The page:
Marking matric: colloquium proceedings
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The past ten years in South Africa has seen many changes in education: the creation of a single department of education; common examinations for all learners in public schools in the country, a new outcomes based education curriculum which was introduced to learners in the General Education and Training Phase since 1998 and will be introduced to the Further Education and Training Phase from 2006. To evaluate the success of these changes South African researchers still use the indicator of student achievement.
The matriculation examination is the visible, high profile and public performance indicator. Every year parents, learners, teachers, researchers, government officials, policymakers, and the general public get involved in the debate around the matric examination with the most frequently asked questions being: Did the pass rate go up? Are standards dropping? Are the results real or have they been manipulated? How is our education system doing? Are we meeting the development goals? What should the matriculation examination of the future look like? To deepen the discussion the HSRC hosted a Colloquium in November 2003, with participants from government (national and provincial), Umalusi and academics (from universities and the HSRC), at which eighteen papers were presented.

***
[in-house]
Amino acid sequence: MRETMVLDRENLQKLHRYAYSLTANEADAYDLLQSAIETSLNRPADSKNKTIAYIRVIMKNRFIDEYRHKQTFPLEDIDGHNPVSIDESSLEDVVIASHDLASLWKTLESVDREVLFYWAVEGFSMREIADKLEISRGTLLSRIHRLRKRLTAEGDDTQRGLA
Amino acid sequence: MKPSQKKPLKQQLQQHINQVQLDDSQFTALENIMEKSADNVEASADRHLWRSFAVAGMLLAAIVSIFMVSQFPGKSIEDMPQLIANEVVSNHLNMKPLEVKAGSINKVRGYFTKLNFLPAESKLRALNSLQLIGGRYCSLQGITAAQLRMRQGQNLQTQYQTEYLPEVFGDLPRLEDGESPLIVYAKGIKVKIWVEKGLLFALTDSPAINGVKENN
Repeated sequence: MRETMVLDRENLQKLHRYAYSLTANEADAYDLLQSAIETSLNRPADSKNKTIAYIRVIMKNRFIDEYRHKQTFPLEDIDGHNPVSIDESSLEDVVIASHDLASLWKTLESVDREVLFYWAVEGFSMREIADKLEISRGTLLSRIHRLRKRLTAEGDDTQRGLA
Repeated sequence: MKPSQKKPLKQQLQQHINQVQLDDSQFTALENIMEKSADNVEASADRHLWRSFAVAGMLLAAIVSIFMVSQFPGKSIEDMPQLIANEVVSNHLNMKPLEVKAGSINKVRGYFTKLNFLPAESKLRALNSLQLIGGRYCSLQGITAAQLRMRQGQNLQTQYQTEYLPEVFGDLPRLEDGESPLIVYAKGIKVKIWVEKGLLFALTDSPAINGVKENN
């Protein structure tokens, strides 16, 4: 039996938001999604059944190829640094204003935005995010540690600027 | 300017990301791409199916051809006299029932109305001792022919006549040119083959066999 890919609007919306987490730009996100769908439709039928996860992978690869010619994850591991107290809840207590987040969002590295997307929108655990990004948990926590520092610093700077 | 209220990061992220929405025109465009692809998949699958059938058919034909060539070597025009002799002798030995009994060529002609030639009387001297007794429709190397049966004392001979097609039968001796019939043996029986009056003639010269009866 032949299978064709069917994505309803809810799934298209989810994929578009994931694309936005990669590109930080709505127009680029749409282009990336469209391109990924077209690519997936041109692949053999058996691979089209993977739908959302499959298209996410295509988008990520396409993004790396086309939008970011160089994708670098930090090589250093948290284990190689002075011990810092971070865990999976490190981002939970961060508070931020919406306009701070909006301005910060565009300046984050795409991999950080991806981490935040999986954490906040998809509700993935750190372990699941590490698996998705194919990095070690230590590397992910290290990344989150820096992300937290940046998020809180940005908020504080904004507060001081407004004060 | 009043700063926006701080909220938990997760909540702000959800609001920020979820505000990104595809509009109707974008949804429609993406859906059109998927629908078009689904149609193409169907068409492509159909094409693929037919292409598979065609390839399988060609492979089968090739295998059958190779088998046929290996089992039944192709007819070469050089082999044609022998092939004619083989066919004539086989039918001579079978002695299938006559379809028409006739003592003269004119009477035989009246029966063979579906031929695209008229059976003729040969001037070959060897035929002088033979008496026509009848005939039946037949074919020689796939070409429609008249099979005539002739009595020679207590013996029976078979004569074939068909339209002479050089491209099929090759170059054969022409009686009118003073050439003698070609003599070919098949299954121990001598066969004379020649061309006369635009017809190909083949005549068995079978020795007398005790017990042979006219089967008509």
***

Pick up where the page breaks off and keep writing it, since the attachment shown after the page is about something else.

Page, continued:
This collection of papers grapples with issues regarding testing and particularly the matric examination - as well as the issues of standards, reliability, validity, centralisation or decentralisation of examinations and the predictive value of examinations. In the first section, the papers outline the challenges faced by the department of education in organizing examinations, presents a history of examination, and raises methodological questions with regard to standards and standardisation. Four empirically based papers disaggregate the performance data by race and gender to illustrate the inequalities of performance, which in turn is linked to inequalities with regard to human and economic resources. The latter sections offers an analysis of social issues that have an impact on education and educational performance and the transition from school to work and higher education. In addition there is an analysis of the structure of the qualification framework that dictates how the examination in the last year of the schooling system is structured.
This unique collection of papers offers valuable research findings to academics, policy-makers and those generally involved in education.